- Scenario 4
The same scenario can be tested from a laptop too. Open the responsive website from a desktop or laptop and click on the sub-link (mentioned in the pre-requisite of test scenario three) that is not responsive. The URL of the sublink should not change (as we are testing this scenario from the laptop the URL should remain the same).
- Scenario 5
Pre-requisite to test this scenario: Ask the developer to insert any sub-link, for example, www.paytm.com into the testing site. The mobile device in which you are going to execute this scenario should have the respective application of Paytm installed in the mobile.
Now open our testing responsive website from a mobile and click on the “Paytm” sub-link. Then the Paytm application which is installed in the mobile should be opened. (The user should not be redirected to the website in the browser or another window; only the app should be open.)
- Scenario 6
The images on the responsive website are resolution specific. It means that the resolution of the image inserted in the code of responsive website designed for mobile compatibility is different from that of a desktop or tablet. Each screen size should have its specific image in the design.
- Scenario 7
Click randomly anywhere on the web page and check if any data or text which is not hyperlinked gets initiated and redirected to any other page or content. This tests whether any word or text is marked as the hyperlink in the backend.
Note: In few projects, the requirements talk about the pixel size and resolution of the screen for particular devices. (For example, a tablet view for their responsive website should be at 15×15 pixel and for a mobile, it should be at 10×10 etc.)
Testing for the dynamic changes that should happen for the responsive website display when we change the pixel size is the main scenario.
- Scenario 8
Open our testing responsive website in a browser and view the contents and display of main images. Now resize the window till the breakpoint of the tablet size and verify the changes that should happen to the image resolution and any other content. At breakpoints, the changes should happen dynamically (sometimes the changes will not happen at the breakpoints and may change at some other pixel size which is a defect).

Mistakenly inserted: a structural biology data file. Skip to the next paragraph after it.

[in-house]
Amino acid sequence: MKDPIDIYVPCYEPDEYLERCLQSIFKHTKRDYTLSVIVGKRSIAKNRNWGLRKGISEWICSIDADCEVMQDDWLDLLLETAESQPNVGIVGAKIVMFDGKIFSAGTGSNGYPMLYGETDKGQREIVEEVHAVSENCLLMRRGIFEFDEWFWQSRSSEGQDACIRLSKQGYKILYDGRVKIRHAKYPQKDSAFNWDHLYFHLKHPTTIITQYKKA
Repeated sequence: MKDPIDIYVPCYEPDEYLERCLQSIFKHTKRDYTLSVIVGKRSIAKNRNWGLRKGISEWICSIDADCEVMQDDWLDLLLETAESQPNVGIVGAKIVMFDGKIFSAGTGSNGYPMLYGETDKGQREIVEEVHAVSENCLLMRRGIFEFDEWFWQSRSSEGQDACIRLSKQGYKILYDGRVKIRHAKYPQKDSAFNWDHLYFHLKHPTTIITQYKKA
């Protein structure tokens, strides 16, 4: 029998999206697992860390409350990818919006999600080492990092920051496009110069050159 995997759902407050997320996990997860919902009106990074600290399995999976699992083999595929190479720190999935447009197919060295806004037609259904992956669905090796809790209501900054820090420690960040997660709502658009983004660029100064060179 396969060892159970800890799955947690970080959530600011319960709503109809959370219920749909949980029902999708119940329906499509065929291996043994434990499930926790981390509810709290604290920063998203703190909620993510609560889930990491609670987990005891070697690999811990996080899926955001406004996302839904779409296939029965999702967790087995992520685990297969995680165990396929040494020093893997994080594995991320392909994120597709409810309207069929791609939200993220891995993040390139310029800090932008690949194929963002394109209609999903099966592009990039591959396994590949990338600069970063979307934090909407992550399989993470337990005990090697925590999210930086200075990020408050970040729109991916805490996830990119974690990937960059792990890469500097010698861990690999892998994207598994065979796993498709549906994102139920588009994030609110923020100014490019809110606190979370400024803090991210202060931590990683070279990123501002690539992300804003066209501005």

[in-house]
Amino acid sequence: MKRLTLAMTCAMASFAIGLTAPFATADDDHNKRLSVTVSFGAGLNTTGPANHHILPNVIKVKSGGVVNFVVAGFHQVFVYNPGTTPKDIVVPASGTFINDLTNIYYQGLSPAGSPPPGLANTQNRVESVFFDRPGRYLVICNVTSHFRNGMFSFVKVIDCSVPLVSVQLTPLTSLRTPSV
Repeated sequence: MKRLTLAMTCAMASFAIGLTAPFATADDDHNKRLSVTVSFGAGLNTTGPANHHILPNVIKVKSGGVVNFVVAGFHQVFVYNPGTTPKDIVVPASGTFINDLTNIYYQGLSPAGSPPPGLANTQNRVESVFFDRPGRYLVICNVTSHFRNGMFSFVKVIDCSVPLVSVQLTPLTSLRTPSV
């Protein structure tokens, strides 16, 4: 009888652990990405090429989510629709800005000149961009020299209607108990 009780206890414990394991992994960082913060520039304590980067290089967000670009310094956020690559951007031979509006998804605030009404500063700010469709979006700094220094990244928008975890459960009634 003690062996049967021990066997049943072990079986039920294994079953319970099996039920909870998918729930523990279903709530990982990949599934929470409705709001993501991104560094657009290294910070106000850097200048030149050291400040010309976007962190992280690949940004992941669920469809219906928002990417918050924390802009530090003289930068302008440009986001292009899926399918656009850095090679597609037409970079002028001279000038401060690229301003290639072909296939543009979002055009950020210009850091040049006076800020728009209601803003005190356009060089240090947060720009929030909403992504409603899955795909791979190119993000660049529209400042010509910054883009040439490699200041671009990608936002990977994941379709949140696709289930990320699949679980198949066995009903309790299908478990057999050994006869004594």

Sample Test cases for testing responsive website
- Does the page load properly? Surprised? Don’t be. Sometimes, when you test the responsiveness of your page on different screen sizes, you would find the page doesn’t load properly on some device.
- What is the image placement and size? This is the most common problem encountered when you go from one screen size to another if the application is not responsive. Make sure all images are rendered properly and do not overlap with the text regardless of screen sizes.
- Verify that text and headings on the web page are properly aligned.
- Verify that all the clickable links on the web page are readable and work as expected. Is the tappable area suitable and responsive? There’s nothing more irritating than tapping the tappable area or clicking on hyperlinks and nothing happens. Target this aspect and make sure the device responds accordingly. A good responsive web design should have a padding of at least 48px between two tap/click elements. Developers can achieve this by setting min-height and min-width.
- Verify that scrolling of the web page works as expected.
- Verify that there are input boxes and text areas to enter data; then we need to make sure that the text entered is displayed properly on the web page and they are aligned as expected.
- How do the font size and type respond to other devices? Fonts bring a whole new world of problems. Make sure every word is easily readable on all devices.
- Verify that the contents of the page are displayed consistently on all resolutions.
- Verify that the color changes after hovering over the elements and that it doesn’t persist after having hovered away.
- Verify that the consistency of color combination on different resolutions.
- Verify that images, text, different controls are not going beyond the screen border.